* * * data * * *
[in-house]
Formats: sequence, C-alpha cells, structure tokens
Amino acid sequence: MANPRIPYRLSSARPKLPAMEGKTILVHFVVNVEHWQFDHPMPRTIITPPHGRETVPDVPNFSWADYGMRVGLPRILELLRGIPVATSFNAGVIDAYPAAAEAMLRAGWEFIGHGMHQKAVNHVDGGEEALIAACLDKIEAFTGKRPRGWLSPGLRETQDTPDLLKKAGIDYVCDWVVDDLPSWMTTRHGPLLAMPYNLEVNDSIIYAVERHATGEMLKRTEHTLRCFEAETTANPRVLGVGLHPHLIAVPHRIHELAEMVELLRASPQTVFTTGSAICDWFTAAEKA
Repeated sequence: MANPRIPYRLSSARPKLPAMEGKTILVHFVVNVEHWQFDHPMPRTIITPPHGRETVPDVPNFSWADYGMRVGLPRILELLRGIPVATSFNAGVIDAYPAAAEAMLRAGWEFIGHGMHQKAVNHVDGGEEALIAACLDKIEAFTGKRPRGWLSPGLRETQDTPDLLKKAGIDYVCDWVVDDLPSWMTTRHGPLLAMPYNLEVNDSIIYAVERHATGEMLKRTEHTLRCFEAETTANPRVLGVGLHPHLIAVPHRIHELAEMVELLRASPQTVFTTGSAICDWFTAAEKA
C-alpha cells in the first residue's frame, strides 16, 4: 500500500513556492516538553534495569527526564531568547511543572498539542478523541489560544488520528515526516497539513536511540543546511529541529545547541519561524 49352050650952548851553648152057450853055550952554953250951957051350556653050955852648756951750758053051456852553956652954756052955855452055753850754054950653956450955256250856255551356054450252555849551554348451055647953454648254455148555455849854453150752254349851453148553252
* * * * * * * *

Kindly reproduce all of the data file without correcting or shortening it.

[in-house]
Formats: sequence, C-alpha cells, structure tokens
Amino acid sequence: MANPRIPYRLSSARPKLPAMEGKTILVHFVVNVEHWQFDHPMPRTIITPPHGRETVPDVPNFSWADYGMRVGLPRILELLRGIPVATSFNAGVIDAYPAAAEAMLRAGWEFIGHGMHQKAVNHVDGGEEALIAACLDKIEAFTGKRPRGWLSPGLRETQDTPDLLKKAGIDYVCDWVVDDLPSWMTTRHGPLLAMPYNLEVNDSIIYAVERHATGEMLKRTEHTLRCFEAETTANPRVLGVGLHPHLIAVPHRIHELAEMVELLRASPQTVFTTGSAICDWFTAAEKA
Repeated sequence: MANPRIPYRLSSARPKLPAMEGKTILVHFVVNVEHWQFDHPMPRTIITPPHGRETVPDVPNFSWADYGMRVGLPRILELLRGIPVATSFNAGVIDAYPAAAEAMLRAGWEFIGHGMHQKAVNHVDGGEEALIAACLDKIEAFTGKRPRGWLSPGLRETQDTPDLLKKAGIDYVCDWVVDDLPSWMTTRHGPLLAMPYNLEVNDSIIYAVERHATGEMLKRTEHTLRCFEAETTANPRVLGVGLHPHLIAVPHRIHELAEMVELLRASPQTVFTTGSAICDWFTAAEKA
C-alpha cells in the first residue's frame, strides 16, 4: 500500500513556492516538553534495569527526564531568547511543572498539542478523541489560544488520528515526516497539513536511540543546511529541529545547541519561524 49352050650952548851553648152057450853055550952554953250951957051350556653050955852648756951750758053051456852553956652954756052955855452055753850754054950653956450955256250856255551356054450252555849551554348451055647953454648254455148555455849854453150752254349851453148553252